Minister Is Also a Verb
Participating in Theological Praxis. My understanding of this Mark is that it sets a ministerial standard for practice. Ordained ministers have a sense of ministerial identity–we know ourselves as ministers. We preach, teach, and are the face of the local congregation in the community. We are held to the standards and accountability and ethics in the Manual on Ministry and Ministerial Code. We honor ecumenicism and interfaith partnerships as we welcome a variety of theological perspectives. These indicators are the bones of our practice. Theology–how we think and speak of God–inspirits what we do. Together practice and theology represent the embodiment of our ministerial selves.
I see myself in this Mark in the concept of praxis. I learned this term when I was becoming a teacher. Praxis is reflective practice. Informed practice. The following email from a former student captures my educational praxis; Teo is struck by my ability to build a class of community. In some important ways, it translates into theological praxis for my ministry. Caring for and connecting people. Valuing everyone and wanting them to feel a home in my classroom, inviting them to feel safe in sharing their voices. Pastoral ministry has this same practice; the difference is that as an ordained minister, I am called to point out that God is present in the community to whom I minister.
I hope you are doing well, and staying safe during this unusual holiday season.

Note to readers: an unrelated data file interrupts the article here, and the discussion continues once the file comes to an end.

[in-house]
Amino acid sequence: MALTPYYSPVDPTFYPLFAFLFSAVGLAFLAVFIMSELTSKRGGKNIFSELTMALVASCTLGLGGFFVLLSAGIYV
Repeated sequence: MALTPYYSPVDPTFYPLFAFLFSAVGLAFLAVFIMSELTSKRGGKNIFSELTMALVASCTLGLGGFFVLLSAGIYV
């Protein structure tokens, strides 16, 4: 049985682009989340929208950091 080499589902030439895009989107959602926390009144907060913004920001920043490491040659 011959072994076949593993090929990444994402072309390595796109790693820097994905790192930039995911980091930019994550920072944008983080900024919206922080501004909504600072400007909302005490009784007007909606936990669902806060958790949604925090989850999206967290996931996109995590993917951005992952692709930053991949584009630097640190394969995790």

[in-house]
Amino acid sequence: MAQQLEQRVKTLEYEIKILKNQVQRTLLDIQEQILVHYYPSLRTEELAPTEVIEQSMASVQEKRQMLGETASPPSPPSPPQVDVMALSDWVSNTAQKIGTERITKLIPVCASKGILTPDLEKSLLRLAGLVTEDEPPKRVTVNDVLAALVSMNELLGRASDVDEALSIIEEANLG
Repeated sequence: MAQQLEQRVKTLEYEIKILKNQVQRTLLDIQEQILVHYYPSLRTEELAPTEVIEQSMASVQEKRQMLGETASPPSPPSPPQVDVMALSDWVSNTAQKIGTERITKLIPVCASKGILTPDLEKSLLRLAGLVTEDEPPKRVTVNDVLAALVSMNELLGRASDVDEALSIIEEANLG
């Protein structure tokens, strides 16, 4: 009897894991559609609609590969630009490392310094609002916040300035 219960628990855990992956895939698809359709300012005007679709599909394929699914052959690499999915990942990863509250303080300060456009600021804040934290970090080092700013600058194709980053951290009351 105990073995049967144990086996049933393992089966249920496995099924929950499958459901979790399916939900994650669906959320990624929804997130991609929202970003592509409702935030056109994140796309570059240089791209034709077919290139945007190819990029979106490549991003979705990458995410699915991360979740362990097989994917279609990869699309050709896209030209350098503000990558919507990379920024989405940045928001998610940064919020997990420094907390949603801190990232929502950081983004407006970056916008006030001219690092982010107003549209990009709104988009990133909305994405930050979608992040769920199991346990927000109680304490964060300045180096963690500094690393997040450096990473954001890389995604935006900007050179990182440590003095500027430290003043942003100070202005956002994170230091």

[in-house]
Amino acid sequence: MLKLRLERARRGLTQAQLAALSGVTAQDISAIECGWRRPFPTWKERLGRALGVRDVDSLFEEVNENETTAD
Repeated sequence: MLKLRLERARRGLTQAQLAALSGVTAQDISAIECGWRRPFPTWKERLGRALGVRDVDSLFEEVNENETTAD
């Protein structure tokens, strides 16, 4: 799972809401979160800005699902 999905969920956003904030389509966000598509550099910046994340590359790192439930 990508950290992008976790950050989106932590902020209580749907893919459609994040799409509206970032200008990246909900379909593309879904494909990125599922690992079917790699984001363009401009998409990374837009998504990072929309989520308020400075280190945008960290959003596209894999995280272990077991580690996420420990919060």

When I was an undergraduate student at KSU, I went by my middle name, Stephen (now I go by my nickname “Teo”), and in the fall of 2005 I was your student in EDUC 2202, Adolescent and Young Adult Lifespan Development. I went on to become a Spanish teacher, then earned a master’s degree in Spanish, and now I am working toward an Ed.D. in Education Policy and Leadership at American University. Next semester, I’ll be an instructor for an American University Experience class, which is a type of freshman experience course focused on exploring self and society, with an emphasis on anti-racism.
I’m writing to you today because I am progressing through some online training materials for instructors of this course, and I’ve been reflecting on my own undergraduate experiences. Your course stands out in my memory for a number of reasons.
First of all, I don’t know if I’ve ever had a class where the instructor was so skilled at facilitating classroom community. You were purposeful in making sure we met other students and started getting to know one another. I think you also communicated empathy, humility, and enthusiasm in a way that also made the classroom environment feel safe, engaging, and welcoming. I realized it was something special then, but I recognize the uniqueness of that classroom environment even more now.
A life-changing experience I had in your class was related to an assignment that required me to do something that pushed me out of my comfort zone. I ended up talking to a muslim friend, and she arranged for me to attend a mosque with a male friend of hers. It was super eye-opening for me. I grew up in a conservative evangelical Christian home, and had all kinds of unconscious assumptions about muslim communities. The young man who accompanied me was so kind and gracious to me, and I found the mosque to be peaceful and reflective, much like I had experienced in some churches. It was an important moment in my own journey toward a more inclusive outlook, and an experience I have reflected on many times over the past 15 years. I think if I had had a professor that I didn’t trust and like, as I trusted and liked you, I may not have gone out of my way to have such a meaningful “out of the box” experience.